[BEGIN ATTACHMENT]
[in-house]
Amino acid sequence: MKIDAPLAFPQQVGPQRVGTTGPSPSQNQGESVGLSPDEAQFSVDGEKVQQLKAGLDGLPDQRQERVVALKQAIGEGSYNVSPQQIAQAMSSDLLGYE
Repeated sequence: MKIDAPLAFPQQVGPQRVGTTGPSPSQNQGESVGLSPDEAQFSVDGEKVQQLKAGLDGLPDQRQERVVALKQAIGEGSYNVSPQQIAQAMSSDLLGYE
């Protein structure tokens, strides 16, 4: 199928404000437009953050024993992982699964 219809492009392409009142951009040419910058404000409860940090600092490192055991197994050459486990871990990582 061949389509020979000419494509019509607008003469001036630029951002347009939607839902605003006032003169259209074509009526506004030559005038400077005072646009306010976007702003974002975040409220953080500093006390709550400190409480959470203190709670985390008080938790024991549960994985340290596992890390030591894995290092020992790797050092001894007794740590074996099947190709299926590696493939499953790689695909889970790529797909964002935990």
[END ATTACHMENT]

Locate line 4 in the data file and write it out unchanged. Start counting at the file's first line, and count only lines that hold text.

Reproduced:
């Protein structure tokens, strides 16, 4: 199928404000437009953050024993992982699964 219809492009392409009142951009040419910058404000409860940090600092490192055991197994050459486990871990990582 061949389509020979000419494509019509607008003469001036630029951002347009939607839902605003006032003169259209074509009526506004030559005038400077005072646009306010976007702003974002975040409220953080500093006390709550400190409480959470203190709670985390008080938790024991549960994985340290596992890390030591894995290092020992790797050092001894007794740590074996099947190709299926590696493939499953790689695909889970790529797909964002935990």